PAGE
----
We Need To Talk About StackOverflow


You can't carelessly copy code from StackOverflow.

No, really, regardless of all the funny memes that are being shared on LinkedIn and other places, sometimes even by staff from StackOverflow.


All source code that is non-trivial comes with a license. What is non-trivial isn't always easy to determine, but read it as: It solves a problem and it's not super obvious at first glance.

If no license is given, it automatically falls under the copyright of the author. That means, you can't use it at all. It's the author's and theirs only.

Good news is that StackOverflow has a different default license. When you signed up to StackOverflow (and all its network sites), you agreed to their terms and conditions and over there in section 6 it says:

You agree that any and all content, including without limitation any and all text, graphics, logos, tools, photographs, images, illustrations, software or source code, audio and video, animations, and product feedback (collectively, “Content”) that you provide to the public Network (collectively, “Subscriber Content”), is perpetually and irrevocably licensed to Stack Overflow on a worldwide, royalty-free, non-exclusive basis pursuant to Creative Commons licensing terms (CC BY-SA 4.0)

So, everything that you publish on StackOverflow falls under the Creative Commons license "CC BY-SA 4.0".

You can always find the link to the current legal terms at https://stackoverflow.com/help/licensing

Creative Commons Attribution Share Alike

Let's understand this license here, the CC BY-SA.

The Creative Commons project has a summary and the folks at FOSSA also created their own summary on TL;DR Legal.

The important part is:

you must distribute your contributions under the same license as the original.

Yes, the "Share Alike (SA)" part of the Creative Commons license has a so-called 'copyleft' effect: You must put your own work under the same license. This is very similar to the GPL, the GNU General Public License.

Let me repeat that: When you copy code from StackOverflow, you must open-source your own code under the same license!

Indirect Problems

As if the copyleft effect of the default license at StackOverflow weren't enough, a lot of people blindly copy code from somewhere else and paste it on StackOverflow. You can't know. The poster doesn't give you any guarantee.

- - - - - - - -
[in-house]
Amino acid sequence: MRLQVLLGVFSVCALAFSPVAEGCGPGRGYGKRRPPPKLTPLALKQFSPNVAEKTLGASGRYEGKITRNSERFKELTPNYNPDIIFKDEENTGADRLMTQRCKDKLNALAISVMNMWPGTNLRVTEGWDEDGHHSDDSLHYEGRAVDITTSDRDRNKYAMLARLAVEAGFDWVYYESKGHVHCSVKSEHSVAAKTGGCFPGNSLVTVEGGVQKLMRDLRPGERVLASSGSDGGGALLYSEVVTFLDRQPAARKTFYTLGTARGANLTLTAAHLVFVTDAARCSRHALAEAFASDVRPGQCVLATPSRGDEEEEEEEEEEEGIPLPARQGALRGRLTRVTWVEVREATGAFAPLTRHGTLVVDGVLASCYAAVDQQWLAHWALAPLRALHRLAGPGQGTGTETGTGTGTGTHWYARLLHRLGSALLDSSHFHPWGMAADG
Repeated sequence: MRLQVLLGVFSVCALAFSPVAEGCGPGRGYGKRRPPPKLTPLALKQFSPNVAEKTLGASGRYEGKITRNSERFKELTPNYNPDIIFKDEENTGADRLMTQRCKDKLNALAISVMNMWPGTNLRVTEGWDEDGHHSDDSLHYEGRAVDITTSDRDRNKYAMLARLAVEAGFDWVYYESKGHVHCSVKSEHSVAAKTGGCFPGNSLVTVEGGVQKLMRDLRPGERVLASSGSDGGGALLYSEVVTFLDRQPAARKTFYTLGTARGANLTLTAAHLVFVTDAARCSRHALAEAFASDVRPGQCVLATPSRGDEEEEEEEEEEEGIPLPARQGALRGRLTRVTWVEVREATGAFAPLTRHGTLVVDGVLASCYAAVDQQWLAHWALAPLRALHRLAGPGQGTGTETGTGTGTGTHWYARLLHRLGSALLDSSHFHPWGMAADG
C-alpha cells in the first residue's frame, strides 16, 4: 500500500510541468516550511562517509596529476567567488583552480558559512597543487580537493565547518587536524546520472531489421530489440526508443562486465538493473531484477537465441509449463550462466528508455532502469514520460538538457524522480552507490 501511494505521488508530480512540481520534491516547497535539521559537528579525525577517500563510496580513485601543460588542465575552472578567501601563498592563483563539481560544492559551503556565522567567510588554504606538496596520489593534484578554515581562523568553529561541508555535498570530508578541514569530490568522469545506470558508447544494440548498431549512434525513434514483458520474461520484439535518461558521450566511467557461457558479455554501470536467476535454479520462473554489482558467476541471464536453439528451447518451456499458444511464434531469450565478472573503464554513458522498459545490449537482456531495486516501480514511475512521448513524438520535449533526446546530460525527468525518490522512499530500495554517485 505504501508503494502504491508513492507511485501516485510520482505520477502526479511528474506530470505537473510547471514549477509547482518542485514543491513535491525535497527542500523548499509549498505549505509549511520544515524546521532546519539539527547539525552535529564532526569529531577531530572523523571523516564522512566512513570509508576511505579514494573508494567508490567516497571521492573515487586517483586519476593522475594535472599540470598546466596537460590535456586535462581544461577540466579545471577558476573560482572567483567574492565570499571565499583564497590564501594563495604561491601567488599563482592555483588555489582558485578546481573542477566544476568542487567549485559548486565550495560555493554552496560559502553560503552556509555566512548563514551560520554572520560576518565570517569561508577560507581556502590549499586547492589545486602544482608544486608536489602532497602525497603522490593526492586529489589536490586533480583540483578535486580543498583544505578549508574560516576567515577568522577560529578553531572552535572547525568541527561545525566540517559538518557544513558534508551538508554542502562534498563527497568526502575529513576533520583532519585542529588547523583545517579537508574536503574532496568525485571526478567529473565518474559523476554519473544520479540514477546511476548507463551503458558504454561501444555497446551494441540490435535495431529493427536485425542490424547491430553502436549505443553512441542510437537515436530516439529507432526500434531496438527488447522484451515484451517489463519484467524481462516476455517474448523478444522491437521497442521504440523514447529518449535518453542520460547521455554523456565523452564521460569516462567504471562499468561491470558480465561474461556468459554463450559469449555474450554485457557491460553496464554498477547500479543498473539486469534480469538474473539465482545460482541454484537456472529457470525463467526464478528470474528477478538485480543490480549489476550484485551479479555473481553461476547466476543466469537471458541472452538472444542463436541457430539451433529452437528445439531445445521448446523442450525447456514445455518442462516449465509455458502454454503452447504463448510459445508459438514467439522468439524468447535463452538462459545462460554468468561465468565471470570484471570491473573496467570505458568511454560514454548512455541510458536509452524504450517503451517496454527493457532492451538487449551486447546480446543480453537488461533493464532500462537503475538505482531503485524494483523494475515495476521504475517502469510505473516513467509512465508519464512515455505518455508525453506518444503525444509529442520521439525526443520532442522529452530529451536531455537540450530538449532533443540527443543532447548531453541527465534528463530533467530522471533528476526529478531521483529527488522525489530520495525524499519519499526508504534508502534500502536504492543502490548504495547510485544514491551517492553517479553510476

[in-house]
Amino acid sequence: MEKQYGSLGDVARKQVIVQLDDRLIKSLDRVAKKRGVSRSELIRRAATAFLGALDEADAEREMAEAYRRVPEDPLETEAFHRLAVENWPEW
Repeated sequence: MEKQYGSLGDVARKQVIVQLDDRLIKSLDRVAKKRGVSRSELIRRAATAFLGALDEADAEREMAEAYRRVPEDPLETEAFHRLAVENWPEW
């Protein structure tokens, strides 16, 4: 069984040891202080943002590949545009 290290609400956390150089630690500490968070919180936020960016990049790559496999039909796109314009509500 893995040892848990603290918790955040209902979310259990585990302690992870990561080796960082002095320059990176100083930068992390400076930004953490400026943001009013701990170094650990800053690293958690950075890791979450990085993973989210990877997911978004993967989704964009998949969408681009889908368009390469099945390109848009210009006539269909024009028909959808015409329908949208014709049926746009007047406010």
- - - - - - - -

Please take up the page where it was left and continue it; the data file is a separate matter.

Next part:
Why This Is Important

If you're a software engineer or an engineering manager, you're responsible for the compliance of the code you write. There's really two aspects here:

  1. You build your software by using freely available code and as a civilized person you respect the intent of the original author. You give credit where it's required. You don't use GPL code in commercial software that you ship to clients. In the same way, you don't use CC BY-SA-licensed code in your project. This is a matter of respect between developers.
  2. There are several scenarios leading to your team and your software coming under due diligence. Maybe you got new investors, or you go public, or you got acquired by a larger company. I've been there several times. It may happen that the process scrutinizes all of your source code. Every single line. These examinations are hard. You want your and your team's code to be as clean as possible. You don't want those scrutinizers find copyleft code in your code base.

Obviously, this doesn't really apply if you develop an open-source project anyway. You need to care about the compatibility of licenses maybe, but you're not too far off.

The Situation is Bad

The situation about this today is really bad. Way too many developers don't even know about this issue. StackOverflow employees actively promote the code copy culture by sharing funny memes how copying code from the StackOverflow site saved their life or made their work so much easier. There's even research backing this up: https://arxiv.org/abs/1806.08149

There's also a much longer paper describing the whole situation in much more detail over at https://empirical-software.engineering/assets/pdf/emse18-snippets.pdf. That paper includes again a survey on developers now knowing about this and also some analysis how much code was copied.

How You Can Help

When you publish code on those sites, you can add some remark that you publish it under different licenses in addition to the default license. How to exactly do that will depend on the license you choose. Make it visible in your post.

Future due diligence processes may still flag it but at least the users of your code have your permission to use it.

If you find such code and want to use it, put the URL into your own source code. It'll make it easier to find the original source later.

Some History

How did we end up in this situation? Well, when SO started, they considered themselves a platform for questions and answers. And for that purpose the platform is just excellent. Many people share their knowledge. And for such content, the CC BY-SA is a really good choice.

Just not for source code.

The people from the Creative Commons project themselves don't consider the CC licenses to be useful for software:

We recommend against using Creative Commons licenses for software.

After a while, the people at StackOverflow also came to the conclusion that the situation is bad. If you have too much time, read the thread from 2015 when StackOverflow wanted to just relicense all existing content under the permissive (and non-copyleft) MIT license. That fired back.

Later large discussions happened around just updating the version of CC BY-SA. See